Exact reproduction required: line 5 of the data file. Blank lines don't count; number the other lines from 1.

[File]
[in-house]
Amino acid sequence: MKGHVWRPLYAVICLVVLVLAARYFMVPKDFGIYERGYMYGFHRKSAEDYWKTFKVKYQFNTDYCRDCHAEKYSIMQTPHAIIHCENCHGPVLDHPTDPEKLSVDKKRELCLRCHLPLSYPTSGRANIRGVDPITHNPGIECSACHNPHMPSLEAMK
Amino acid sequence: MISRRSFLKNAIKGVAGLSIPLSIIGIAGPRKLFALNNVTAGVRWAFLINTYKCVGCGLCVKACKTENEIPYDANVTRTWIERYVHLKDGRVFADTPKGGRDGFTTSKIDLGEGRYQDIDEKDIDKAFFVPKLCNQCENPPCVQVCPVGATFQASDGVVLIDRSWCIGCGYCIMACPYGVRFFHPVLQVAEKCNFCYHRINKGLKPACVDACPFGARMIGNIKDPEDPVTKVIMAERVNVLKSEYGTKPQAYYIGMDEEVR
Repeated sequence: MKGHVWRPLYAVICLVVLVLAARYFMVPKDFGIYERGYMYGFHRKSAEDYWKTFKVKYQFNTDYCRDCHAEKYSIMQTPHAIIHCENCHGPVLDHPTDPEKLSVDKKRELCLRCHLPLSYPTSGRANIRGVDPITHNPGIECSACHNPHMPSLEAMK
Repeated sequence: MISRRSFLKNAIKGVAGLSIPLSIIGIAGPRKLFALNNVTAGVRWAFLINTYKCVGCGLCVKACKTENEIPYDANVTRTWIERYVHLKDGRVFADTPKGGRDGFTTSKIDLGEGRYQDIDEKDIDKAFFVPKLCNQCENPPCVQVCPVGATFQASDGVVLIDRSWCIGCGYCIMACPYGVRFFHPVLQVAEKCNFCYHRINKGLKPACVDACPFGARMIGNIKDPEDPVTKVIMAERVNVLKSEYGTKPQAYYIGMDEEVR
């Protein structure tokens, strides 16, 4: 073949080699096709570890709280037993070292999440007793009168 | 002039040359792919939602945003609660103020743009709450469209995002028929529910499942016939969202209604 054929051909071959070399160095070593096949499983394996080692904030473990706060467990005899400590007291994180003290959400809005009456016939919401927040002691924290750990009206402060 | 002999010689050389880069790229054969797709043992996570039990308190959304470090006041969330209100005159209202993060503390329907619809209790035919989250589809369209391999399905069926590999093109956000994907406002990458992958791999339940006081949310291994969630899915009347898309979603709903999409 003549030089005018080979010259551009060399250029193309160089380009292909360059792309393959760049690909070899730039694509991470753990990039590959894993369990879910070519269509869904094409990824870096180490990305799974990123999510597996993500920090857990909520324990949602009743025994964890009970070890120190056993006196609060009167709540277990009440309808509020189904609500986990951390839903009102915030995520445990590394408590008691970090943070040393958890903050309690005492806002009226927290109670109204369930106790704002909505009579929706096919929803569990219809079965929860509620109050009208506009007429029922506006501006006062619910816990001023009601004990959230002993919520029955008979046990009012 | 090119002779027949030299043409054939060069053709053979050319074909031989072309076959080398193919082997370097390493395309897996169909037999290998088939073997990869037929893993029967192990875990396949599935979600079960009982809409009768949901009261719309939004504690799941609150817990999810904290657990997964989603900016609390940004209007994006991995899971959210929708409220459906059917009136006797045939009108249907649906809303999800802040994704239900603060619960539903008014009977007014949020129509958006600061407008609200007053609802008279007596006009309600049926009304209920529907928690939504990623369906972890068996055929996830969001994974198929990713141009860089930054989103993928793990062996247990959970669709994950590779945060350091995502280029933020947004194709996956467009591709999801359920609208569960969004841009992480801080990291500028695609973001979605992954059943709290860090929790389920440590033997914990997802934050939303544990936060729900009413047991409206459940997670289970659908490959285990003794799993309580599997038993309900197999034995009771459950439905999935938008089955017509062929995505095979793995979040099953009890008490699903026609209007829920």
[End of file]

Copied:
Repeated sequence: MISRRSFLKNAIKGVAGLSIPLSIIGIAGPRKLFALNNVTAGVRWAFLINTYKCVGCGLCVKACKTENEIPYDANVTRTWIERYVHLKDGRVFADTPKGGRDGFTTSKIDLGEGRYQDIDEKDIDKAFFVPKLCNQCENPPCVQVCPVGATFQASDGVVLIDRSWCIGCGYCIMACPYGVRFFHPVLQVAEKCNFCYHRINKGLKPACVDACPFGARMIGNIKDPEDPVTKVIMAERVNVLKSEYGTKPQAYYIGMDEEVR